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1.
  • Alexeyenko, Andrey, et al. (författare)
  • Global networks of functional coupling in eukaryotes from comprehensive data integration
  • 2009
  • Ingår i: Genome Research. - 1088-9051 .- 1549-5469. ; 19:6, s. 1107-16
  • Tidskriftsartikel (refereegranskat)abstract
    • <p>No single experimental method can discover all connections in the interactome. A computational approach can help by integrating data from multiple, often unrelated, proteomics and genomics pipelines. Reconstructing global networks of functional coupling (FC) faces the challenges of scale and heterogeneity--how to efficiently integrate huge amounts of diverse data from multiple organisms, yet ensuring high accuracy. We developed FunCoup, an optimized Bayesian framework, to resolve these issues. Because interactomes comprise functional coupling of many types, FunCoup annotates network edges with confidence scores in support of different kinds of interactions: physical interaction, protein complex member, metabolic, or signaling link. This capability boosted overall accuracy. On the whole, the constructed framework was comprehensively tested to optimize the overall confidence and ensure seamless, automated incorporation of new data sets of heterogeneous types. Using over 50 data sets in seven organisms and extensively transferring information between orthologs, FunCoup predicted global networks in eight eukaryotes. For the Ciona intestinalis network, only orthologous information was used, and it recovered a significant number of experimental facts. FunCoup predictions were validated on independent cancer mutation data. We show how FunCoup can be used for discovering candidate members of the Parkinson and Alzheimer pathways. Cross-species pathway conservation analysis provided further support to these observations.</p>
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2.
  • Alfoeldi, Jessica, et al. (författare)
  • Comparative genomics as a tool to understand evolution and disease
  • 2013
  • Ingår i: Genome Research. - 1088-9051 .- 1549-5469. ; 23:7, s. 1063-1068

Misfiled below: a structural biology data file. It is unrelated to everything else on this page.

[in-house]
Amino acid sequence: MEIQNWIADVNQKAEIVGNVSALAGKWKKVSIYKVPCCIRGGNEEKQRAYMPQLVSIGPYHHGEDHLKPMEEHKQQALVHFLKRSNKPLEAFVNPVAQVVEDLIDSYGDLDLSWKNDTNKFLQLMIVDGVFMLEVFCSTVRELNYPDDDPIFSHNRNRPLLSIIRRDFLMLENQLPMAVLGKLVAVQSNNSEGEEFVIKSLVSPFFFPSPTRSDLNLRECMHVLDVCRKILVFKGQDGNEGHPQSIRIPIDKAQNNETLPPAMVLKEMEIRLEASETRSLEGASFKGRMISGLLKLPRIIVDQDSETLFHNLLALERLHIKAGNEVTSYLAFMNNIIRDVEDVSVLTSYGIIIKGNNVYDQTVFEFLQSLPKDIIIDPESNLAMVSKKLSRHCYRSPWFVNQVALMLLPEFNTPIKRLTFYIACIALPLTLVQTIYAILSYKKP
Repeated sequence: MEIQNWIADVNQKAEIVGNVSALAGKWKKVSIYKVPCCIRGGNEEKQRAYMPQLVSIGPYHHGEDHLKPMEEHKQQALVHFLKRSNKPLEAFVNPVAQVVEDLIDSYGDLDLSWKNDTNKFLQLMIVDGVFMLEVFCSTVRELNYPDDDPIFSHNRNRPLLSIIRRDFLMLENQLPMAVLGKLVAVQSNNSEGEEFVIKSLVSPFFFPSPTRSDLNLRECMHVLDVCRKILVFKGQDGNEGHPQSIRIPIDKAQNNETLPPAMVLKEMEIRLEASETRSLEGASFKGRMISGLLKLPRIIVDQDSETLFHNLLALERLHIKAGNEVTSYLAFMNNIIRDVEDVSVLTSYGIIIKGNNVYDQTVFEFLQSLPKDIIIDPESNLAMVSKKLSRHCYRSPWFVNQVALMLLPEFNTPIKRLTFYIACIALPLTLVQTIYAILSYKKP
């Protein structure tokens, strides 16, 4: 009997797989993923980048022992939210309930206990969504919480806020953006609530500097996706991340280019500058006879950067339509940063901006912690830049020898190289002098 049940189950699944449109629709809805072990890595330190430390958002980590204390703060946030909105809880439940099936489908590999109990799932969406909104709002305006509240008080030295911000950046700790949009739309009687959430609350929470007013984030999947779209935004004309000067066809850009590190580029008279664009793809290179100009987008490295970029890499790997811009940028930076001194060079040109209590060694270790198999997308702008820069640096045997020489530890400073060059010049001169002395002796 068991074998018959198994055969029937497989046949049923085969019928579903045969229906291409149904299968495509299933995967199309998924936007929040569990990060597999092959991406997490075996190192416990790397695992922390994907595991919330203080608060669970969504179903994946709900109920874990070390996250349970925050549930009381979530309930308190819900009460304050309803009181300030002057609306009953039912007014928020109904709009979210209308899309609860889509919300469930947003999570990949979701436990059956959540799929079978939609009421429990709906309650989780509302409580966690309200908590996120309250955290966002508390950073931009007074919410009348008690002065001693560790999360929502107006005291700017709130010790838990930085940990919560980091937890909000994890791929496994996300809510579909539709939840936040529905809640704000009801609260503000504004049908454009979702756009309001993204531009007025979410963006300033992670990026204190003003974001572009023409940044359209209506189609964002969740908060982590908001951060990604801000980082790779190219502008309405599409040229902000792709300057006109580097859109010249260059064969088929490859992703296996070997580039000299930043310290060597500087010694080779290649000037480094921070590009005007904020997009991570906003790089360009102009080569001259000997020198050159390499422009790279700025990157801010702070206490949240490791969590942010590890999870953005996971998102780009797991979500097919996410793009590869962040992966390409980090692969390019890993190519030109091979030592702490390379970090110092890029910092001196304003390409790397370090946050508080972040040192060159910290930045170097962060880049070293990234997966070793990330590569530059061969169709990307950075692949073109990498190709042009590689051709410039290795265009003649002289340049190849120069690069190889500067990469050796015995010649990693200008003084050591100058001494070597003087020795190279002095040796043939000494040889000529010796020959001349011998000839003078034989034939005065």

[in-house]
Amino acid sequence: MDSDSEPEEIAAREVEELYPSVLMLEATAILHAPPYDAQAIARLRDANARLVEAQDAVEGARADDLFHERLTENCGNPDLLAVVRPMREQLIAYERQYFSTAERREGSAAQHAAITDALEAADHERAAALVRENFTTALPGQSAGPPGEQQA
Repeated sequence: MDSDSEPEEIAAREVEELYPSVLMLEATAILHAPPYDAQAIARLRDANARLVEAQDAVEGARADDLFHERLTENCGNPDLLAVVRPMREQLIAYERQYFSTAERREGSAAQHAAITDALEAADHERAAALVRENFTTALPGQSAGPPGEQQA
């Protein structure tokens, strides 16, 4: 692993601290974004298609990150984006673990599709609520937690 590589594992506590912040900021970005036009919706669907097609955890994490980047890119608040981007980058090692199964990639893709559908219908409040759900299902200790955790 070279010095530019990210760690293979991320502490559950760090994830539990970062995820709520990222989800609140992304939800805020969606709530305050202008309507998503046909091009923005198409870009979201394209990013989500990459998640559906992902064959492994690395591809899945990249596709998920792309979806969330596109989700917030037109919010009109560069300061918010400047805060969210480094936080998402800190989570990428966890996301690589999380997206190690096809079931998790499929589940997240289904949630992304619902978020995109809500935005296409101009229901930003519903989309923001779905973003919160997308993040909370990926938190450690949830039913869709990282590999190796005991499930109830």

• Tidskriftsartikel (refereegranskat)abstract
    • <p>When the human genome project started, the major challenge was how to sequence a 3 billion letter code in an organized and cost-effective manner. When completed, the project had laid the foundation for a huge variety of biomedical fields through the production of a complete human genome sequence, but also had driven the development of laboratory and analytical methods that could produce large amounts of sequencing data cheaply. These technological developments made possible the sequencing of many more vertebrate genomes, which have been necessary for the interpretation of the human genome. They have also enabled large-scale studies of vertebrate genome evolution, as well as comparative and human medicine. In this review, we give examples of evolutionary analysis using a wide variety of time frames-from the comparison of populations within a species to the comparison of species separated by at least 300 million years. Furthermore, we anticipate discoveries related to evolutionary mechanisms, adaptation, and disease to quickly accelerate in the coming years.</p>
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3.
  • Andersen, M. R., et al. (författare)
  • Comparative genomics of citric-acid-producing Aspergillus niger ATCC 1015 versus enzyme-producing CBS 513.88
  • 2011
  • Ingår i: Genome Research. - 1088-9051 .- 1549-5469. ; 21:6, s. 885-897
  • Tidskriftsartikel (refereegranskat)abstract